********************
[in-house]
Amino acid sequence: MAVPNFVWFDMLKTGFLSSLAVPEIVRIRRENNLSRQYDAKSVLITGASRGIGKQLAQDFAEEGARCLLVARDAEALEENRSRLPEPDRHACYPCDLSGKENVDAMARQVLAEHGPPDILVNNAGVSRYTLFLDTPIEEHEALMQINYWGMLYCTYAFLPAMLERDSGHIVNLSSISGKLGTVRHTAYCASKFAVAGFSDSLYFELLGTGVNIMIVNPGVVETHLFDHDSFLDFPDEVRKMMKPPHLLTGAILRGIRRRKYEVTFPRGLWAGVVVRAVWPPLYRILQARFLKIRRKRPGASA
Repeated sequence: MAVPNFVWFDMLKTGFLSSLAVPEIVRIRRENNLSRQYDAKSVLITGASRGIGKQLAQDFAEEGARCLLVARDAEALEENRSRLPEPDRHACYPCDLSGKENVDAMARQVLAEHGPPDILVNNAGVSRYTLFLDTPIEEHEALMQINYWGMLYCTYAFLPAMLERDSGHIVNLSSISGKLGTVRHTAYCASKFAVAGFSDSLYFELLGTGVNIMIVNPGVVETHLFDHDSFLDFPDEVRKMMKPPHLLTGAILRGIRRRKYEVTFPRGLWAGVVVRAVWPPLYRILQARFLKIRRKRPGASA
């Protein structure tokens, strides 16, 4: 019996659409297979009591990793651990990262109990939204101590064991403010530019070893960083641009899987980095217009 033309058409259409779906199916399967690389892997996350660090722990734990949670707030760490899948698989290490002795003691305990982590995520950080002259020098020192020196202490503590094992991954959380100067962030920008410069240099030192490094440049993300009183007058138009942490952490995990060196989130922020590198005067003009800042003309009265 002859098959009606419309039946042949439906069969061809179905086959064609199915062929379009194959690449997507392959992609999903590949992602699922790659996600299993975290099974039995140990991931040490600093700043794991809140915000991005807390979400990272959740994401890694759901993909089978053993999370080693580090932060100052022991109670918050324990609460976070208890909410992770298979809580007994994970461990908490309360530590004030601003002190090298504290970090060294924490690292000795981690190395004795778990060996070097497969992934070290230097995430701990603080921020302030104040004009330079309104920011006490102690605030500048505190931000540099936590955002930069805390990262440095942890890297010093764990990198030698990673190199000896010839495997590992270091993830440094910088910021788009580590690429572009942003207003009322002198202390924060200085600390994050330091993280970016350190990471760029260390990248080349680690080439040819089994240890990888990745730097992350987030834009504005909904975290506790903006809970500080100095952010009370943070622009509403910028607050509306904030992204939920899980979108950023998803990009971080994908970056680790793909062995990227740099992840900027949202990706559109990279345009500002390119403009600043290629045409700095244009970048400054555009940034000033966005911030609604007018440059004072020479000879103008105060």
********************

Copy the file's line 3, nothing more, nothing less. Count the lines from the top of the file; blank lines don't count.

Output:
Repeated sequence: MAVPNFVWFDMLKTGFLSSLAVPEIVRIRRENNLSRQYDAKSVLITGASRGIGKQLAQDFAEEGARCLLVARDAEALEENRSRLPEPDRHACYPCDLSGKENVDAMARQVLAEHGPPDILVNNAGVSRYTLFLDTPIEEHEALMQINYWGMLYCTYAFLPAMLERDSGHIVNLSSISGKLGTVRHTAYCASKFAVAGFSDSLYFELLGTGVNIMIVNPGVVETHLFDHDSFLDFPDEVRKMMKPPHLLTGAILRGIRRRKYEVTFPRGLWAGVVVRAVWPPLYRILQARFLKIRRKRPGASA